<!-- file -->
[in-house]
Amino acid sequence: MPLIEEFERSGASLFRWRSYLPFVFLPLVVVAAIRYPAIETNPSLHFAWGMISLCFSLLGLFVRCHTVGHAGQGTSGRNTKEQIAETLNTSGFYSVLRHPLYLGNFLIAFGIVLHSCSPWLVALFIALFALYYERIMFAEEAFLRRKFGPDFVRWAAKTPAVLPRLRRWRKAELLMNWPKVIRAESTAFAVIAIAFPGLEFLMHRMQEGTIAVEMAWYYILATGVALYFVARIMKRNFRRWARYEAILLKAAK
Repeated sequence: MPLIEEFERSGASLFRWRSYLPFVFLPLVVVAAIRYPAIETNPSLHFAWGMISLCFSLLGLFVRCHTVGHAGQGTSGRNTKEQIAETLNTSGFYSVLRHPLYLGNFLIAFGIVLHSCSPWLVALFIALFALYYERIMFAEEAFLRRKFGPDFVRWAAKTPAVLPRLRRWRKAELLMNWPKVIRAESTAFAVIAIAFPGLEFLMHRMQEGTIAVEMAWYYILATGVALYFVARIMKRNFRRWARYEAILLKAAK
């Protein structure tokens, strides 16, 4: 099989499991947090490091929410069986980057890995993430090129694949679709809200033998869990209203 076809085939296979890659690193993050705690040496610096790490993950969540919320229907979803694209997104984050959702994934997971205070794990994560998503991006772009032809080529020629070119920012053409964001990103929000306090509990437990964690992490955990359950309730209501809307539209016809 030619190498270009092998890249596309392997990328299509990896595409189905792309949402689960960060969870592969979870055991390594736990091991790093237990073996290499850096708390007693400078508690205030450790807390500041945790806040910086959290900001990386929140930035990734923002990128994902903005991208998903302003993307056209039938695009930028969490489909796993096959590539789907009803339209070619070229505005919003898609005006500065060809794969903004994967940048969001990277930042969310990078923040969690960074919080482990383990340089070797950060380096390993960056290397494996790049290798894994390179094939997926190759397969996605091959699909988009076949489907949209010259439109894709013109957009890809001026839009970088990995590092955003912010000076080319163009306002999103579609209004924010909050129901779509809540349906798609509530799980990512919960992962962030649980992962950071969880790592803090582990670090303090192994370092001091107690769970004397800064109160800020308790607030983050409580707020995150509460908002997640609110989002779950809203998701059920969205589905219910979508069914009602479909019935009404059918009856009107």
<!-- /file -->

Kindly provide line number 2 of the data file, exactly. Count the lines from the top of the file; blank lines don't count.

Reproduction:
Amino acid sequence: MPLIEEFERSGASLFRWRSYLPFVFLPLVVVAAIRYPAIETNPSLHFAWGMISLCFSLLGLFVRCHTVGHAGQGTSGRNTKEQIAETLNTSGFYSVLRHPLYLGNFLIAFGIVLHSCSPWLVALFIALFALYYERIMFAEEAFLRRKFGPDFVRWAAKTPAVLPRLRRWRKAELLMNWPKVIRAESTAFAVIAIAFPGLEFLMHRMQEGTIAVEMAWYYILATGVALYFVARIMKRNFRRWARYEAILLKAAK